NYT: Tax incentives to businesses fail to produce net gains
Yet across the country, companies have been doing just that. And the giveaways are adding up to a gigantic bill for taxpayers.
A Times investigation has examined and tallied thousands of local incentives granted nationwide and has found that states, counties and cities are giving up more than $80 billion each year to companies. The beneficiaries come from virtually every corner of the corporate world, encompassing oil and coal conglomerates, technology and entertainment companies, banks and big-box retail chains.
The Times seems to be on the edge of a discovery that libertarians and other fiscal conservatives had known for years: a “beggar thy neighbor” approach to tax incentives accomplishes no good, achieves no permanent goals. But the paper misses the real lesson, even as it reports it:
In a few states, the cost of incentives is not significant. But several of them have low business taxes — or none at all — which can save companies even more money than tax credits.
See if you can grasp the concept that eludes the Times: states with lower corporate taxes can attract businesses without the use of special tax breaks. Certainly our own governor and legislature can’t grasp that idea* but then, as the article points out, this is all about politics, the desire of politicians to look as though they’re bringing jobs to their state and city.
And it’s about power: if you let everyone keep more of their money, you lose the ability to reward your friends and punish your enemies, and what’s the point of that? This may shock you, but politicians aren’t in the game because of their great love of humanity – the day of the gentleman farmer reluctantly heading to the new capital to volunteer his services for a short time are over, if they ever existed at all. We have a professional class of politicians now and they have no intention of returning to the fields, ever.
* According to this WSJ article, Malloy has increased these taxpayer giveaways 70% during his tenure.
Congress may, or may not, extend tax break for struggling homeowners. Until 2007, the IRS treated as income any debt forgiven in a short sale (but not, just to confuse matters, debt forgiven on an earlier “cash-out refinancing”). Pretty tough to pay tax on “income” you don’t have, so the other branch of our government gave the debtors a break and declared that a debt forgiveness didn’t count. That seems wise, but in the liberal interpretation of deductions, every dollar held by every American rightfully belongs to the government, so any deduction is counted as a tax break and a cost to the Treasury – hence, this tax loophole which, again employing he terminology of the regressives, is costing $1.3 billion, money that could otherwise be controlled and distributed to friends of Obama.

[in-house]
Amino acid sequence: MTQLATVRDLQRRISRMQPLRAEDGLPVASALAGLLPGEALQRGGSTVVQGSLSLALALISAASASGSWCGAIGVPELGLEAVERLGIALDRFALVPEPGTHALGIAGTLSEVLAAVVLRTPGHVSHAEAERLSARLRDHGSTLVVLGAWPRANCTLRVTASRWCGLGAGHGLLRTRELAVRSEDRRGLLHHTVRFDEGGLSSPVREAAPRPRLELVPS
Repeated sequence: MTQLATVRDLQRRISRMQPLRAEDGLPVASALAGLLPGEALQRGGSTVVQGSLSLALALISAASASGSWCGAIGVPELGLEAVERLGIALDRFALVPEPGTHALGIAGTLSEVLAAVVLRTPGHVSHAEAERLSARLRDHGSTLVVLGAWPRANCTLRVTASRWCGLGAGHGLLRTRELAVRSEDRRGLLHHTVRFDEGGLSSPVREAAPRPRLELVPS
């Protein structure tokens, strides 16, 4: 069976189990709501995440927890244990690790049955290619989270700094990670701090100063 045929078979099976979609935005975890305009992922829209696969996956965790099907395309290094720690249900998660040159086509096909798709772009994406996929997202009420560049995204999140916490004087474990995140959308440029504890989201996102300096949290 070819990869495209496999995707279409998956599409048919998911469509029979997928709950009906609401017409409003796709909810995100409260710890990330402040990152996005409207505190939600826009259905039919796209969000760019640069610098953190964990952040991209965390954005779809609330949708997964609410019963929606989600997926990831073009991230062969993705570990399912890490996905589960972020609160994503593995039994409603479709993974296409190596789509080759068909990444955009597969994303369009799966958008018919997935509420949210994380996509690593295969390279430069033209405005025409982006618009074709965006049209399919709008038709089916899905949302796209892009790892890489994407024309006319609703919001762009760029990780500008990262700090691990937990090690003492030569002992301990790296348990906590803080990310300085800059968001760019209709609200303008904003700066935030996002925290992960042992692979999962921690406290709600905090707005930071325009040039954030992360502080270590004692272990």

So what to do? One branch of the government is trying to ease the mortgage mess by paying banks $0.63 on the dollar to write off debt, the other, acting on the regressive’s concept of tax deductions, wants to capture that money by taxing it. Cross-purposes? Our government? Say it ain’t so.
* One could certainly make an argument against this tax forgiveness: a conscientious couple who settle for a $350,000 house because that’s all they can afford may be a little annoyed to see a friend buy a house for $700,000 and, after writing off the debt, continue living in a house twice as nice as theirs at no extra cost whatsoever. Another friend might have refinanced his house back when times were good, taken $250,000 in the proceeds and spent it as he pleased: Disney World vacation, new Mercedes, whatever, and, with debt forgiveness and no tax liability, make himself look like a genius and the good citizens look like chumps. Fairness to the fiscally prudent and punishment for the profligate, however, has never been part of the liberal agenda so we need no concern ourselves with that here.
Cos Cob Nativity scene
Everyone turned out for the first annual Christmas Party – Pub Crawl in Cos Cob Saturday night and a good time was had by all. The highlight was the awarding of the “Best Decorated Home” winner, selected and judged by Freddie “Argyle” Camilo. “We went for the traditional look”, Camillo explained to FWIW, “something that captured both the spirit of Christmas and the essence of Cos Cob. This home, and particularly the snow blower figurine, does that perfectly.”